Decorations in the park (the Noorderplantsoen), during the ten days that the annual Noorderzon Performing Arts Festival is held are often refreshingly original, and in some cases thought provoking for the viewer. Summer 2012, saw the inclusion of an unusual collection of birds throughout the park: outlines of over 30 familiar species native to the area, and they were constructed from detailed, three-layered laser cutouts of mirror. Each was mounted on heavy iron bases by metal nuts and bolts and displayed at intervals throughout the park; one could spy a kingfisher hanging from a pole, a heron balanced on a branch staring intently into the distance, or groups of birds standing in the water’s shallows.
A promotional postcard from the festival, which turned out to be a pitch to the CBK (Centrum Beeldende Kunst) to realize the project, led my curiosity to contact interior designer, Carolijn Slottje.
Carolijn told me that apart from the obvious decorative aspect, the thinking behind this project was to make people aware just how many bird species are resident in the Noorderplantsoen, and what effect the presence of a festival can have on the indigenous flora and fauna.
I met her at her studio, in part of an enormous, high-ceilinged old school premises destined for demolition, and run by the anti-squat organization, Carex. It is here that she has all the room necessary to work on the five or so projects that she completes per year; either under her own name, or as part of the collaborative label (with Eileen Blackmore, Martijn Westphal): Young and Hanson. We ascend a series of bright red wooden stairs to the slightly warmer, large-windowed, mezzanine area of the studio, and sit in the sun, with large glass beakers of hot amber-coloured tea.
A graduate of Minerva, Carolijn has had a great deal of interest surrounding her work, beginning with her graduation project: Capilliar. This organically formed and ‘intelligent’ display structure has exhibited in Berlin, been written about on blogs, and drawn attention from museums for its originality. Looking like a magnified cross section of blood vessels and arteries on a glass slide under a microscope, and constructed from a series of adjustable rubber membrane cells, plastic straws, and with grey plastic tubes as inner display areas, this book case can be adapted to fit any space.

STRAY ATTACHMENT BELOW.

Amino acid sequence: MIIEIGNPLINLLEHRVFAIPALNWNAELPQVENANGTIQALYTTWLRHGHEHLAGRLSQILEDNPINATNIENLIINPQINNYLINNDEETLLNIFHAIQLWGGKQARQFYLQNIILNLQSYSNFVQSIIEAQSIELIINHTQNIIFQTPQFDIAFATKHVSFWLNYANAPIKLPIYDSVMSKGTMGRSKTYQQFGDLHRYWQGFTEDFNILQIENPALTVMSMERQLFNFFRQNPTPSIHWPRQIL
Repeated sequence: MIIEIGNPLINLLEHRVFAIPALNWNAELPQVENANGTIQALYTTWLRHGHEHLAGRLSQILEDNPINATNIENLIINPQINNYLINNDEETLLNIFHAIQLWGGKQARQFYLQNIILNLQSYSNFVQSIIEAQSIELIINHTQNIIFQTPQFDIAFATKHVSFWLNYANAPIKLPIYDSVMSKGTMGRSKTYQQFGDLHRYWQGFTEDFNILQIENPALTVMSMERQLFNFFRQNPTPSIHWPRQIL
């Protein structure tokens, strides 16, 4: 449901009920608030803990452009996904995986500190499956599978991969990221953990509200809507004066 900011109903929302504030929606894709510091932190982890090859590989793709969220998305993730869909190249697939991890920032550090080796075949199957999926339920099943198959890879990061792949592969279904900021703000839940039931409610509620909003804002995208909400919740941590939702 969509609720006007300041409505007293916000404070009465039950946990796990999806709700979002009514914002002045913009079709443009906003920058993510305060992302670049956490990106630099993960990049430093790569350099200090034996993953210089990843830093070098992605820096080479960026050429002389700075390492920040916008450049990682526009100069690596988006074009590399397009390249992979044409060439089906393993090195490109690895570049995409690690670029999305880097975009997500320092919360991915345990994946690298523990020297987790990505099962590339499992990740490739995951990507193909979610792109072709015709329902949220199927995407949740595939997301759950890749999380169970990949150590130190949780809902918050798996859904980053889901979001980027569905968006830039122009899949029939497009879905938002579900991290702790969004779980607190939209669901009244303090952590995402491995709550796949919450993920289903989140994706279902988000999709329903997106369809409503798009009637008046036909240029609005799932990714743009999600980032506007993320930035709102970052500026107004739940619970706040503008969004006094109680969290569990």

I ask Carolijn where she gets her inspiration from. It seems that her design philosophy and approach comes from her interest in natural structures, the stories contained within patterning, sustainability and fair trade. Finding inspiration in the mechanical working of things, for example bionics, she then figures out how she can translate this for human use. Or from nature: the already documented information on how a leaf unfurls, or the resistance of a riverbed. Knowledge gained from the former has already been applied to the technology of how a satellite opens in outer space. The natural world for her is inspirational through its planned chaos: “If you fill a pot with stones, whether big or small, they will naturally fall to accommodate each other within the pot, and find their own level.”
It can take up to a year before Carolijn can finally launch a new product on the market. Not only does the designed object have to be able to exist in its surroundings, but there is the question of feasibility; materials have to be costed, the end design has to be tested for safety, and then there is the question as to whether there is a market for it.
For the future, her objective is not so much about making a name for herself, but to maybe work for Ikea or Hema, producing products with the underlying philosophy of them being financially accessible and attractive to all. Also, she would like to use her knowledge for the design of a “good chair for a well-known label.”
If you’d like more information about Carolijn’s work: www.carolijnslottje.com. Or call her: here.
Read & download issue here